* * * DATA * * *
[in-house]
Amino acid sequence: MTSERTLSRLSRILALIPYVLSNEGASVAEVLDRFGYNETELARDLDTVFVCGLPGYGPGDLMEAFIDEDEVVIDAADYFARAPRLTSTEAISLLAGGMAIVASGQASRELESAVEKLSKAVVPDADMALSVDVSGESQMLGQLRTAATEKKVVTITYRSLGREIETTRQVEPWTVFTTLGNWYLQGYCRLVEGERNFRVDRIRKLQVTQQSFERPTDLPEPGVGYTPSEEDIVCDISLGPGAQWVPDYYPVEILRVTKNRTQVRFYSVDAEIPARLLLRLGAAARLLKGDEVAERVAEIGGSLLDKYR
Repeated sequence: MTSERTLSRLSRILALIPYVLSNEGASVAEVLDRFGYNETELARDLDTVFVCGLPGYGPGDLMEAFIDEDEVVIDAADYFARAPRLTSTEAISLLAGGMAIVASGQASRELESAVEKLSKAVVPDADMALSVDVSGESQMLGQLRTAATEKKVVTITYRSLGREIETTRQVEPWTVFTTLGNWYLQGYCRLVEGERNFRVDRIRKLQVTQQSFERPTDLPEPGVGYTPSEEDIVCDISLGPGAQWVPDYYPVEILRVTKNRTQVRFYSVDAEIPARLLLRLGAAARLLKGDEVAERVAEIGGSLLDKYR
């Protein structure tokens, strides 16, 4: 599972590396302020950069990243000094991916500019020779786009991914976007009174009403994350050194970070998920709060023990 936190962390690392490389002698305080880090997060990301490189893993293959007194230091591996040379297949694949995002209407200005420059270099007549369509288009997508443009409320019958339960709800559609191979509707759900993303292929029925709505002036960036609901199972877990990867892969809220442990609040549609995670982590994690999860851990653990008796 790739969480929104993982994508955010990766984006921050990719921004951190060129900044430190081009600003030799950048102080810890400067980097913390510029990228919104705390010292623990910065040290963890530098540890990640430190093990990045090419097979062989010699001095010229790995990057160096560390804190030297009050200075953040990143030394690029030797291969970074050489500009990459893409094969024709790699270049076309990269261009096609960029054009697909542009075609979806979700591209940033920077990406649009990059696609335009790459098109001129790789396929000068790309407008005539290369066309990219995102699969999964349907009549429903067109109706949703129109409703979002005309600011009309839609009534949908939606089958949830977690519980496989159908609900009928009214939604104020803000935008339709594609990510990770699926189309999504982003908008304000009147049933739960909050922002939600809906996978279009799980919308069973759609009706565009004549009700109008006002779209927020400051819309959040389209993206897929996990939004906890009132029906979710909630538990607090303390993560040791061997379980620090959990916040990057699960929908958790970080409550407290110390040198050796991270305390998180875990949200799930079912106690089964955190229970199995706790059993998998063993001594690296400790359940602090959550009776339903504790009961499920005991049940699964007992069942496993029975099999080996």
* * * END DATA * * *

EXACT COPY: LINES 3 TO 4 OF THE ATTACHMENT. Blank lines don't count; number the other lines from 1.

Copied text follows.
Repeated sequence: MTSERTLSRLSRILALIPYVLSNEGASVAEVLDRFGYNETELARDLDTVFVCGLPGYGPGDLMEAFIDEDEVVIDAADYFARAPRLTSTEAISLLAGGMAIVASGQASRELESAVEKLSKAVVPDADMALSVDVSGESQMLGQLRTAATEKKVVTITYRSLGREIETTRQVEPWTVFTTLGNWYLQGYCRLVEGERNFRVDRIRKLQVTQQSFERPTDLPEPGVGYTPSEEDIVCDISLGPGAQWVPDYYPVEILRVTKNRTQVRFYSVDAEIPARLLLRLGAAARLLKGDEVAERVAEIGGSLLDKYR
């Protein structure tokens, strides 16, 4: 599972590396302020950069990243000094991916500019020779786009991914976007009174009403994350050194970070998920709060023990 936190962390690392490389002698305080880090997060990301490189893993293959007194230091591996040379297949694949995002209407200005420059270099007549369509288009997508443009409320019958339960709800559609191979509707759900993303292929029925709505002036960036609901199972877990990867892969809220442990609040549609995670982590994690999860851990653990008796 790739969480929104993982994508955010990766984006921050990719921004951190060129900044430190081009600003030799950048102080810890400067980097913390510029990228919104705390010292623990910065040290963890530098540890990640430190093990990045090419097979062989010699001095010229790995990057160096560390804190030297009050200075953040990143030394690029030797291969970074050489500009990459893409094969024709790699270049076309990269261009096609960029054009697909542009075609979806979700591209940033920077990406649009990059696609335009790459098109001129790789396929000068790309407008005539290369066309990219995102699969999964349907009549429903067109109706949703129109409703979002005309600011009309839609009534949908939606089958949830977690519980496989159908609900009928009214939604104020803000935008339709594609990510990770699926189309999504982003908008304000009147049933739960909050922002939600809906996978279009799980919308069973759609009706565009004549009700109008006002779209927020400051819309959040389209993206897929996990939004906890009132029906979710909630538990607090303390993560040791061997379980620090959990916040990057699960929908958790970080409550407290110390040198050796991270305390998180875990949200799930079912106690089964955190229970199995706790059993998998063993001594690296400790359940602090959550009776339903504790009961499920005991049940699964007992069942496993029975099999080996």